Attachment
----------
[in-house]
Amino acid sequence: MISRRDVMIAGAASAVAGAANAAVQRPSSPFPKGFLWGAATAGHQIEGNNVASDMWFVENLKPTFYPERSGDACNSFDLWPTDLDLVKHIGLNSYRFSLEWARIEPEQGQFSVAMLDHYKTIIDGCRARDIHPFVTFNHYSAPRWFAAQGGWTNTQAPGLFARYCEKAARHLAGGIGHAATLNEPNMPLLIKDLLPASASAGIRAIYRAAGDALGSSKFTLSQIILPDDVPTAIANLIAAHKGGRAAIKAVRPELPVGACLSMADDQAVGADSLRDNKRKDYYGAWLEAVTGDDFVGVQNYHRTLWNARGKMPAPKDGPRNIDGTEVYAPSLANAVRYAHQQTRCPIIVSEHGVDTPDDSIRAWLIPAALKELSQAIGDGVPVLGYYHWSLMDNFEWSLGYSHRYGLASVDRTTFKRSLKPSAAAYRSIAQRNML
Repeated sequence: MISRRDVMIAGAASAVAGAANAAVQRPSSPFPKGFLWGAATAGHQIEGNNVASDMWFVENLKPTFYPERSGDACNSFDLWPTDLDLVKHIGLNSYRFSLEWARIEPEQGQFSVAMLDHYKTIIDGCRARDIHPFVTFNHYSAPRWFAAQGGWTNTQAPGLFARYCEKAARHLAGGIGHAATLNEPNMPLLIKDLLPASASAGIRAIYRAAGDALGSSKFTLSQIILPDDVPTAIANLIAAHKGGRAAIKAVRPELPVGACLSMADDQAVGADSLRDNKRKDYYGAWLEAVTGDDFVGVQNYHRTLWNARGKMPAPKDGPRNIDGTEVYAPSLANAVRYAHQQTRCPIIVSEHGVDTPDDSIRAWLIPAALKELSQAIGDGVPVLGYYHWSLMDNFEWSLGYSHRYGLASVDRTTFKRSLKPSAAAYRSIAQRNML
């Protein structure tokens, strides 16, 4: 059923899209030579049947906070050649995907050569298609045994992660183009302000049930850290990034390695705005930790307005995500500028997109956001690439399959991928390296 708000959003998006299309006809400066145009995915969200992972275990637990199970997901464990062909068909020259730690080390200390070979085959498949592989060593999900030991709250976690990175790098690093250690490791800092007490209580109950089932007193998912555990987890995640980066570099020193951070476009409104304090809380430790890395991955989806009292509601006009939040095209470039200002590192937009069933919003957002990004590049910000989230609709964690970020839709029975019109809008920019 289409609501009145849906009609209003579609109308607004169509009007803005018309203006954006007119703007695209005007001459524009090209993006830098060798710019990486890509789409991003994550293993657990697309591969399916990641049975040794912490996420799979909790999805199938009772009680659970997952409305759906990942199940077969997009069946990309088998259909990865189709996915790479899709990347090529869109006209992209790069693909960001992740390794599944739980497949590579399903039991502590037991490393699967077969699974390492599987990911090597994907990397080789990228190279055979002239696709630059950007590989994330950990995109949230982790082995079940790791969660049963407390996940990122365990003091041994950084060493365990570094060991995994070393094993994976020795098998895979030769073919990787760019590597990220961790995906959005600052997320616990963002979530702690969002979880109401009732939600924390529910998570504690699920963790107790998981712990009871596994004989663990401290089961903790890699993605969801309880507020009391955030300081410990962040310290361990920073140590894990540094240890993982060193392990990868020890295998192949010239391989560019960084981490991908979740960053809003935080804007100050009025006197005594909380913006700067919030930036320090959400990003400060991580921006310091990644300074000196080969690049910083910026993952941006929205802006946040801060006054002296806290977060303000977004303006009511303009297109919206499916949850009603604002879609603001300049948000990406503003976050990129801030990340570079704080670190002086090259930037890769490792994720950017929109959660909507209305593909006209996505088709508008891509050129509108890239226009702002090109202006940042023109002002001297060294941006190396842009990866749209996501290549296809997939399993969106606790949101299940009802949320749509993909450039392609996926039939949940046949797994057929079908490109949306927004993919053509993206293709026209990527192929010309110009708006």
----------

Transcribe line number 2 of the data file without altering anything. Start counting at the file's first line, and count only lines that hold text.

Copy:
Amino acid sequence: MISRRDVMIAGAASAVAGAANAAVQRPSSPFPKGFLWGAATAGHQIEGNNVASDMWFVENLKPTFYPERSGDACNSFDLWPTDLDLVKHIGLNSYRFSLEWARIEPEQGQFSVAMLDHYKTIIDGCRARDIHPFVTFNHYSAPRWFAAQGGWTNTQAPGLFARYCEKAARHLAGGIGHAATLNEPNMPLLIKDLLPASASAGIRAIYRAAGDALGSSKFTLSQIILPDDVPTAIANLIAAHKGGRAAIKAVRPELPVGACLSMADDQAVGADSLRDNKRKDYYGAWLEAVTGDDFVGVQNYHRTLWNARGKMPAPKDGPRNIDGTEVYAPSLANAVRYAHQQTRCPIIVSEHGVDTPDDSIRAWLIPAALKELSQAIGDGVPVLGYYHWSLMDNFEWSLGYSHRYGLASVDRTTFKRSLKPSAAAYRSIAQRNML